WASHINGTON — The Senate jobs-creation package that was unveiled Thursday and hailed by President Obama may do more to help politicians who want to be seen trying to help the economy than it does to shrink the nation's unemployment rate.
"This is intended to show government is doing something, but it's hard for me to believe (that) a lot of this stuff is going to have a big impact on job creation," said Robert Bixby, the executive director of the Concord Coalition, a fiscal watchdog group.
The measure also faces rough political terrain. Prodded by some Senate Democrats' concerns, Majority Leader Harry Reid of Nevada plans to hold votes on only a small part of the package by month's end. Lawmakers in the House of Representatives passed a more extensive package in December.
Reid pared down the original $85 billion blueprint that was unveiled Thursday by Senate Finance Committee Chairman Max Baucus, D-Mont., and the panel's top Republican, Charles Grassley of Iowa, because of Democratic concerns that it includes items that aren't directly related to job creation but are eagerly sought by business and physicians' groups.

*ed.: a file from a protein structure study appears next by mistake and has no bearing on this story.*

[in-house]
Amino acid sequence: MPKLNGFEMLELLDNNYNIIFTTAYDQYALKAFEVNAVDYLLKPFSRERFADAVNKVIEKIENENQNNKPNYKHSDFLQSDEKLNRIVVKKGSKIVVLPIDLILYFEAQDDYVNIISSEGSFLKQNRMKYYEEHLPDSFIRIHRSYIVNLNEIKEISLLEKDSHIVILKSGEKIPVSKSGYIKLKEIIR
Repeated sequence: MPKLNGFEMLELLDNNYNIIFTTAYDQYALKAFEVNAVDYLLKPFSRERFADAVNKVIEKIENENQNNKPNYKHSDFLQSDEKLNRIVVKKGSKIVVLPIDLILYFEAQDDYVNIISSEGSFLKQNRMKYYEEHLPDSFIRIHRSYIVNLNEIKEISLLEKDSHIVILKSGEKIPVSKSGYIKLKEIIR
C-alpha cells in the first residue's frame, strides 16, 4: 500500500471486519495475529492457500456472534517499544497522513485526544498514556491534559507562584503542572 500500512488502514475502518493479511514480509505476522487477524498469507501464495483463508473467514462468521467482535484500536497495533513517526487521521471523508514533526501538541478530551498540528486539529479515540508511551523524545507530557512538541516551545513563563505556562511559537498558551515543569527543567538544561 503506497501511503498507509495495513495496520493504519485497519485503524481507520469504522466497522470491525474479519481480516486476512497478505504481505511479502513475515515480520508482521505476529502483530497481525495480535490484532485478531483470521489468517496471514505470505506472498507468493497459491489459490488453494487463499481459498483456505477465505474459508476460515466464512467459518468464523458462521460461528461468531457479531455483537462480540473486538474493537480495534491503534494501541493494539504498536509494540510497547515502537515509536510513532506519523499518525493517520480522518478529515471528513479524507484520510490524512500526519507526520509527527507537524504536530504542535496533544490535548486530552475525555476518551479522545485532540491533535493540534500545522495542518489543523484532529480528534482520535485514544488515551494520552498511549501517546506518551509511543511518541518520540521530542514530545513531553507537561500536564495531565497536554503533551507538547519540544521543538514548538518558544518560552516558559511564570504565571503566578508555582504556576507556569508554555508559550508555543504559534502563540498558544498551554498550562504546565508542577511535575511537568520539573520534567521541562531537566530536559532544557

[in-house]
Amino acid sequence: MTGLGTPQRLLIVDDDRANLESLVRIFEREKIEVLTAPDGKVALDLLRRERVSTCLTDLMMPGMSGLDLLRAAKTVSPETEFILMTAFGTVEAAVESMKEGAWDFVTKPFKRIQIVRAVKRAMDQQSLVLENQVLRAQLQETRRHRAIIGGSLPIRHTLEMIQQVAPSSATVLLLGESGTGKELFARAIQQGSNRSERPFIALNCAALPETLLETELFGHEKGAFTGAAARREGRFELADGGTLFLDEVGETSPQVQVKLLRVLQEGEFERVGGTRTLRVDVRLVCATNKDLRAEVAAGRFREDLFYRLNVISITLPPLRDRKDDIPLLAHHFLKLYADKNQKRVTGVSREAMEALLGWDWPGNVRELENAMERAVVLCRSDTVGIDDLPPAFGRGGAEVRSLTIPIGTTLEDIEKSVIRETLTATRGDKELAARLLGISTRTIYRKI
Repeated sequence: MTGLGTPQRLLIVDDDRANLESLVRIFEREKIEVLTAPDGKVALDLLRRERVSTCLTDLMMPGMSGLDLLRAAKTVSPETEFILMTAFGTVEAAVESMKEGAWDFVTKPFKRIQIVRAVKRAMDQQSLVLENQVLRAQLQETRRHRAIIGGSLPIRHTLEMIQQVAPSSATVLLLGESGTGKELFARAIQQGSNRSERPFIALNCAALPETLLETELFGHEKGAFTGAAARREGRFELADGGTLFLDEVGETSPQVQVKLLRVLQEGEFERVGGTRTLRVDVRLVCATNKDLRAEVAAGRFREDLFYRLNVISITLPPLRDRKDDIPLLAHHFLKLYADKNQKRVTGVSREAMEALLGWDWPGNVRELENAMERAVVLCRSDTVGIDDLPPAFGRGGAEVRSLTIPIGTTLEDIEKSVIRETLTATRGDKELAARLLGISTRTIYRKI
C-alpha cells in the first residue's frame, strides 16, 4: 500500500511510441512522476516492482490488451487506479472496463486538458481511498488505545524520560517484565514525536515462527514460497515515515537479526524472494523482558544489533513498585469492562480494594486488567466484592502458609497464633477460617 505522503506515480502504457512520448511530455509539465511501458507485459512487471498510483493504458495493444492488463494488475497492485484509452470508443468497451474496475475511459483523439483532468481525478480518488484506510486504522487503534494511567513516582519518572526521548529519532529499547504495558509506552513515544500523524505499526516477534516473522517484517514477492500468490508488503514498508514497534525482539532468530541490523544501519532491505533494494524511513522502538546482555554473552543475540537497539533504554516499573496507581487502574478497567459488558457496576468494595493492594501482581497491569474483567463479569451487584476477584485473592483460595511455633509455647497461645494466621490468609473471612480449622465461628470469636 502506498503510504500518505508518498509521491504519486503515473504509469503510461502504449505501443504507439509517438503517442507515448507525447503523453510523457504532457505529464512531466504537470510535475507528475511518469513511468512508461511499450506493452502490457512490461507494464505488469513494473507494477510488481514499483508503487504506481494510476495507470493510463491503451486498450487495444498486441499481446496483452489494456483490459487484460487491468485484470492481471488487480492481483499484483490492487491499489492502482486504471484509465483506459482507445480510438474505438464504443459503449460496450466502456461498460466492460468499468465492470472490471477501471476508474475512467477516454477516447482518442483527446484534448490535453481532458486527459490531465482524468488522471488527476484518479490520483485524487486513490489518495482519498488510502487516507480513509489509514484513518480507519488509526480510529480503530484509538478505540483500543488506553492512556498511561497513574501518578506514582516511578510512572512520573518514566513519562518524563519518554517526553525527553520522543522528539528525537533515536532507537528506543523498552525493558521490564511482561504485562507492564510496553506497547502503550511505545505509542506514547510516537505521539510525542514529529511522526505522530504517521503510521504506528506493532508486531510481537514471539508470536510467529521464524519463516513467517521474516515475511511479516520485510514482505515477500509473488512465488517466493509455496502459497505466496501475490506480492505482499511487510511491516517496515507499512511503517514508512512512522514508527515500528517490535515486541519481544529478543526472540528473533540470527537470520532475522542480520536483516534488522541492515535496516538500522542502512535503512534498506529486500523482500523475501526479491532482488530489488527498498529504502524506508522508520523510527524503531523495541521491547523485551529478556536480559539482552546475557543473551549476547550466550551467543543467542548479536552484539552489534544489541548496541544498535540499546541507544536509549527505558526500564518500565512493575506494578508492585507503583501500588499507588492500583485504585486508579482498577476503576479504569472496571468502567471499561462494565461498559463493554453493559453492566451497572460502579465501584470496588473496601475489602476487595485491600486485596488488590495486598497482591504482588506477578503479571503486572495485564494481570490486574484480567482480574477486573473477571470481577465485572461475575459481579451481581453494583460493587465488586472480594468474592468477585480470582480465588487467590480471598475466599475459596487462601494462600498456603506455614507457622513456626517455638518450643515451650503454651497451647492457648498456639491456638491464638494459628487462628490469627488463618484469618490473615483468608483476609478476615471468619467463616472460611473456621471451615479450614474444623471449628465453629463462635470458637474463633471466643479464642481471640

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The plan has four major job-creating components:
* Taxpayers would be allowed to write off up to $250,000 of certain capital expenditures this year, instead of depreciating those costs over time.
* Employers who hired workers who have been unemployed for at least 60 days this year wouldn't have to pay Social Security taxes, or 6.2 percent of wages up to $106,800, on those new workers for a year. Employers also could get an extra $1,000 tax credit for every new worker they retain for a year.
* Spending on highway and transit projects would be accelerated by $19.5 billion this year.
* State and local governments would be able to issue "Build America Bonds," which get federal aid. The program had been set to expire soon but would be extended at a cost of $2 billion over 10 years.
Will the Senate effort create jobs? Experts say it would help some, but isn't a magic bullet.
"You can't force companies to create jobs if they don't need them," said John Challenger, the president of Challenger, Gray & Christmas, a group that specializes in work force issues.